Flashbacks · Musings

Confidence | Arrogance

I have spent, and am still spending, quite a bit of time processing my molestation on 30 November 2016.

I use “my” to convey ownership. A sense of taking responsibility for what has happened, much like the way one would lay out enough food and water for their pet. A more cynical analogy would be that of being a puppeteer, or a bullfighter. Which, I suppose, isn’t that different from pet owners.

On 28 December 2016, I told my psychiatrist that my mood has been extremely unstable since I was “… touched, inappropriately on the train.”

“Oh. (furrowing eyebrows) When was this?”

“Last month. 30 November.”

“How did it happen?”

And I’m sure you, reader, are wondering the same. I want to ask if the details are and were ever necessary, though. But anyway. Let’s have it.

“I… um. I was… Reading. On the train. Then I felt something pressing against me, behind –”


“… My … ass.”


“So I turned around. And – that’s the thing right? – I realised I could turn around. Meaning that the train wasn’t that crowded. And so I just stared at the man.”


“… Yes? Middle-aged. And his hand was there… And. I just. I mean… …”

“I see. How did you react?”

“I… Couldn’t say anything. I mean. I was just shocked. There were people on the train that saw, four men in fact, but no one said anything.”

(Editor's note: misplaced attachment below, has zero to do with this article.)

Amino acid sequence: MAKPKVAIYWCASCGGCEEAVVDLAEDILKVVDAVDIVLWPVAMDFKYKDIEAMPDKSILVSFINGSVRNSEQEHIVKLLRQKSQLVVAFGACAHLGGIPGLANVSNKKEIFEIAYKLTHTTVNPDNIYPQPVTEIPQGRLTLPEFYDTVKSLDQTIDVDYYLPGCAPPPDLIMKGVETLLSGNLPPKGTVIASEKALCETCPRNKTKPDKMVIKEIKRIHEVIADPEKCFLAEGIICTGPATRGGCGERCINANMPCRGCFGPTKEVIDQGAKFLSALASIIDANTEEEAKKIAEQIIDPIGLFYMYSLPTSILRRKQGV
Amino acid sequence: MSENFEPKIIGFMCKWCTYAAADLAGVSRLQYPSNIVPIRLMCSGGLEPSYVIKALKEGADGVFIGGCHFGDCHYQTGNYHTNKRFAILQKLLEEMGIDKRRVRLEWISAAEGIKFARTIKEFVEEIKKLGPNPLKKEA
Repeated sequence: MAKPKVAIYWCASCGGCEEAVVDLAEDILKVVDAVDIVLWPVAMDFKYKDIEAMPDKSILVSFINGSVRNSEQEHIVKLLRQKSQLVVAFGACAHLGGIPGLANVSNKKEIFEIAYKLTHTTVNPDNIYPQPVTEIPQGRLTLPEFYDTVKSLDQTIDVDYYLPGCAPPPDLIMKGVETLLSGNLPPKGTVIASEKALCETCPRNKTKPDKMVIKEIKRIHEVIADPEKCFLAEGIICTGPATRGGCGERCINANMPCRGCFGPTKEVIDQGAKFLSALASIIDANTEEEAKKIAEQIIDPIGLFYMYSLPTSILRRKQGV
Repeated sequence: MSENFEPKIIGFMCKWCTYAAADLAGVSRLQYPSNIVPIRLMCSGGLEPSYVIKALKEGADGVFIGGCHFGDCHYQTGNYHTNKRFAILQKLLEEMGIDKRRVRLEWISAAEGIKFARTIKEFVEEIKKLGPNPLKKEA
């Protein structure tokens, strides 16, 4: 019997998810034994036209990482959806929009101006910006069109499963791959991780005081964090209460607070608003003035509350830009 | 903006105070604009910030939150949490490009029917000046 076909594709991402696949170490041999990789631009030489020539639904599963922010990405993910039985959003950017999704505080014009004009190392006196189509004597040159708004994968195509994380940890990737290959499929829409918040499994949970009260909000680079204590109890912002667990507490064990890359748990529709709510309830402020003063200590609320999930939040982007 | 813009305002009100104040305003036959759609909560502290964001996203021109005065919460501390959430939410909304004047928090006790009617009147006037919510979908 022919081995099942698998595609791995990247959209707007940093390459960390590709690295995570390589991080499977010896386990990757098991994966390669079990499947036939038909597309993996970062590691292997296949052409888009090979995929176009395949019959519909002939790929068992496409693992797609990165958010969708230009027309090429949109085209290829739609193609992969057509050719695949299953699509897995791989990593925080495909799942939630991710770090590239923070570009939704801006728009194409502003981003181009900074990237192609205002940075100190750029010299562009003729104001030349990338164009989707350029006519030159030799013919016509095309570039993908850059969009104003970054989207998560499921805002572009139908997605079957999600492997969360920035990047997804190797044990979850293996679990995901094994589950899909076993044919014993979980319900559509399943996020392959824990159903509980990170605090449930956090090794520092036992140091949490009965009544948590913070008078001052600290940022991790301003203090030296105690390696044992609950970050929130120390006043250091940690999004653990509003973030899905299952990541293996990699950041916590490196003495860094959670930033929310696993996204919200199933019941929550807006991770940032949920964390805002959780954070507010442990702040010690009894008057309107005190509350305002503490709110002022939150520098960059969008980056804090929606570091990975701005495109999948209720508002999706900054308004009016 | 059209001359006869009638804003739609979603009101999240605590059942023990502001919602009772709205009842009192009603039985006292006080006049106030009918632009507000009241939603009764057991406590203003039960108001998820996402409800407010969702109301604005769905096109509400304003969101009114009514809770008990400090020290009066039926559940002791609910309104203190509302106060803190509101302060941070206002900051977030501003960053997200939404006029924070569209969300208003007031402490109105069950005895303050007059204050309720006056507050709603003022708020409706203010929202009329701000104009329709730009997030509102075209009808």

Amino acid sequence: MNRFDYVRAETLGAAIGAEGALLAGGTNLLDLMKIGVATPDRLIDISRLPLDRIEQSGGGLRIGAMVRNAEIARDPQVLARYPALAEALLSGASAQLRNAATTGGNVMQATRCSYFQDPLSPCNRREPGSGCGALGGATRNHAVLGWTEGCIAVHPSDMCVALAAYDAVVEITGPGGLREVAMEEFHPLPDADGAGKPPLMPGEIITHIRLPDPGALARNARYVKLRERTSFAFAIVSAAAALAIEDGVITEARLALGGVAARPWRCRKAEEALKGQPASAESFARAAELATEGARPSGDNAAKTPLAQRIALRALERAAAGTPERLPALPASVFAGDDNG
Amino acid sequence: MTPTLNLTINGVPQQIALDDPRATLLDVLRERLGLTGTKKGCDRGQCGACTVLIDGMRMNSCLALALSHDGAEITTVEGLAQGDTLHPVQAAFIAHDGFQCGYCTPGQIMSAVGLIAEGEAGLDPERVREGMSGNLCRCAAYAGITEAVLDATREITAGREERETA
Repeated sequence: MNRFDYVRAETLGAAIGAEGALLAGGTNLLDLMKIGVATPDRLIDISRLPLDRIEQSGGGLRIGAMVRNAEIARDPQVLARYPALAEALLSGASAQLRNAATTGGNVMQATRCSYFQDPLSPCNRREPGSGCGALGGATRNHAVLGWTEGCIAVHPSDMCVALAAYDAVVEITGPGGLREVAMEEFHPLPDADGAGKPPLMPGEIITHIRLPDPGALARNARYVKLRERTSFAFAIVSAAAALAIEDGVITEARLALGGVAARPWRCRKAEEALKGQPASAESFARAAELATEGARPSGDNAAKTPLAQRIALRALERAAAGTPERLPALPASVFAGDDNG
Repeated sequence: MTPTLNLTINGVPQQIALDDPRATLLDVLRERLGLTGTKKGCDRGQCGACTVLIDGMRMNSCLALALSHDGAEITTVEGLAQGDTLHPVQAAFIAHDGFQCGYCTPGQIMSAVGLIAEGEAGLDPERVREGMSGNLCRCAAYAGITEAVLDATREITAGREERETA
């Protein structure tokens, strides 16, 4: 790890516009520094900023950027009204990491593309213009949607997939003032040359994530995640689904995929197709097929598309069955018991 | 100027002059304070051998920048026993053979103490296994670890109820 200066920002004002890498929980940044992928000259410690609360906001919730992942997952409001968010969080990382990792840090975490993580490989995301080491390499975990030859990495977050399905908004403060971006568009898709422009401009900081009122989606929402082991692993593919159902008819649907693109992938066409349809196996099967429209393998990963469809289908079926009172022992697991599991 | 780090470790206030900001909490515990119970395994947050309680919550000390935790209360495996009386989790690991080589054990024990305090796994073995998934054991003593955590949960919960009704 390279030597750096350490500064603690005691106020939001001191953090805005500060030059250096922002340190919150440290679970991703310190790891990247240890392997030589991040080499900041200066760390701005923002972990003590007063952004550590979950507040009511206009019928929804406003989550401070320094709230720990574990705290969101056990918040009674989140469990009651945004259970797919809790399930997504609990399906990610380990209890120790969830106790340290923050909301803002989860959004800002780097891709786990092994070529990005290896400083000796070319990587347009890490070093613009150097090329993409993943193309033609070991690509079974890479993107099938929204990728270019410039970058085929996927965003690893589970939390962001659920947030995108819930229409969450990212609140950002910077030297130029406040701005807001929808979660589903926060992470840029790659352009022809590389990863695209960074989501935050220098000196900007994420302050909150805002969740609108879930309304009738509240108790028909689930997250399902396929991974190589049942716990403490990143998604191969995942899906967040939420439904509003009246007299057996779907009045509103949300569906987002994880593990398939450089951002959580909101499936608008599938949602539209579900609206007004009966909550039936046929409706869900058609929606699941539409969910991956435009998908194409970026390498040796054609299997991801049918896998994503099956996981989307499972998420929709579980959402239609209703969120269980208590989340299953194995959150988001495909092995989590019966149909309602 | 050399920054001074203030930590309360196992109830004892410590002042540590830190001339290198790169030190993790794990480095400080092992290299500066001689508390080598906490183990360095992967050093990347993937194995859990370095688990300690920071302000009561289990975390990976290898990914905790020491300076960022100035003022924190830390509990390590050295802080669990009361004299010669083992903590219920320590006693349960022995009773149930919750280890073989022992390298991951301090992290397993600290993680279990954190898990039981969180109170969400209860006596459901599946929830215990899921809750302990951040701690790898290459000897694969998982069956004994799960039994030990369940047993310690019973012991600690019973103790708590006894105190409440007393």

“Ah, and were you in jeans, or a skirt, or something?”

I stared hard at this psychiatrist at this point. In the interim between 30 November and 28 December I’ve had around a month to mull over this incident, and I’ve asked myself countless times whether this had anything to do with what I wore. It’s funny because 30 November was the first day of my internship, and my mother was insisting that I wore a dress to “look presentable”.

I refused.

When I came home and told my mother I was molested, she remarked, “Lucky you never wear a dress today.” But she also said, “Maybe he picked you because your ass was sticking out from your pants.”

That’s the thing with people, eh? They always have a witty comeback. At that time I still couldn’t decide. If it didn’t matter what I wore, then I guessed it was more about my body. What was it that was… wrong with my body that attracted so much unwanted attention? What’s wrong with me? I pretty much spiralled into more self-hate for many, many days.

Is it really me? Is it really my body that’s the problem?

Of all the waves of thought that washed over the grooves and bumps in my being, it was that question from the psychiatrist that reached the deepest, dislodging a rock that bounced off the face of the cliff and into the sea.

Finally I said, “Office wear.”

“Office wear,” the psychiatrist repeated, a question mark carved into his countenance. I bit back a smirk.

The middle-aged, Chinese man scribbled in the patient’s records and prescribed me more medication.

Not that I took any of it.

That night was strangely liberating, even as I was crying my heart out. This was me, deciding that I wasn’t going to be enslaved by some man and his pills anymore. I still didn’t know what to do or where to go, but I knew that path wasn’t one that I was going to take.

If that rock had a name, I think it would be Impressions.

Nevermind that I spent two weeks after 30 November trembling every time I boarded a train, or squirming away from people with penises to maintain a 10-cm gap between us.